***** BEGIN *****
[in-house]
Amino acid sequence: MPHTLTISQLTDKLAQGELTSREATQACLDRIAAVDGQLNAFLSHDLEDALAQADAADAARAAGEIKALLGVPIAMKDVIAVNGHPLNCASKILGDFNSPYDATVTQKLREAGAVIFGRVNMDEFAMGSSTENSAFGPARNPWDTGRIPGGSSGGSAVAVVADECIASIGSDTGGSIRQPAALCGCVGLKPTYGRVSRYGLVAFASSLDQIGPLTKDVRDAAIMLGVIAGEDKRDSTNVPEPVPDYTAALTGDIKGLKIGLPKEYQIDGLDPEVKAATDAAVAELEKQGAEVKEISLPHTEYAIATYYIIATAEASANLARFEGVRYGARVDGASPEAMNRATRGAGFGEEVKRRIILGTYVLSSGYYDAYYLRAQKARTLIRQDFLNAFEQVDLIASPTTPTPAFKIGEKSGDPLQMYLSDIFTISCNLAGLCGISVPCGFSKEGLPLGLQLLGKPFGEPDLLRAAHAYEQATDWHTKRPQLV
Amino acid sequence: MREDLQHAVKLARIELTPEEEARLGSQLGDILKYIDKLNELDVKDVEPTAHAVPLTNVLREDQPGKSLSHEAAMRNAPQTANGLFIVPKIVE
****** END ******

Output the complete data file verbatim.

[in-house]
Amino acid sequence: MPHTLTISQLTDKLAQGELTSREATQACLDRIAAVDGQLNAFLSHDLEDALAQADAADAARAAGEIKALLGVPIAMKDVIAVNGHPLNCASKILGDFNSPYDATVTQKLREAGAVIFGRVNMDEFAMGSSTENSAFGPARNPWDTGRIPGGSSGGSAVAVVADECIASIGSDTGGSIRQPAALCGCVGLKPTYGRVSRYGLVAFASSLDQIGPLTKDVRDAAIMLGVIAGEDKRDSTNVPEPVPDYTAALTGDIKGLKIGLPKEYQIDGLDPEVKAATDAAVAELEKQGAEVKEISLPHTEYAIATYYIIATAEASANLARFEGVRYGARVDGASPEAMNRATRGAGFGEEVKRRIILGTYVLSSGYYDAYYLRAQKARTLIRQDFLNAFEQVDLIASPTTPTPAFKIGEKSGDPLQMYLSDIFTISCNLAGLCGISVPCGFSKEGLPLGLQLLGKPFGEPDLLRAAHAYEQATDWHTKRPQLV
Amino acid sequence: MREDLQHAVKLARIELTPEEEARLGSQLGDILKYIDKLNELDVKDVEPTAHAVPLTNVLREDQPGKSLSHEAAMRNAPQTANGLFIVPKIVE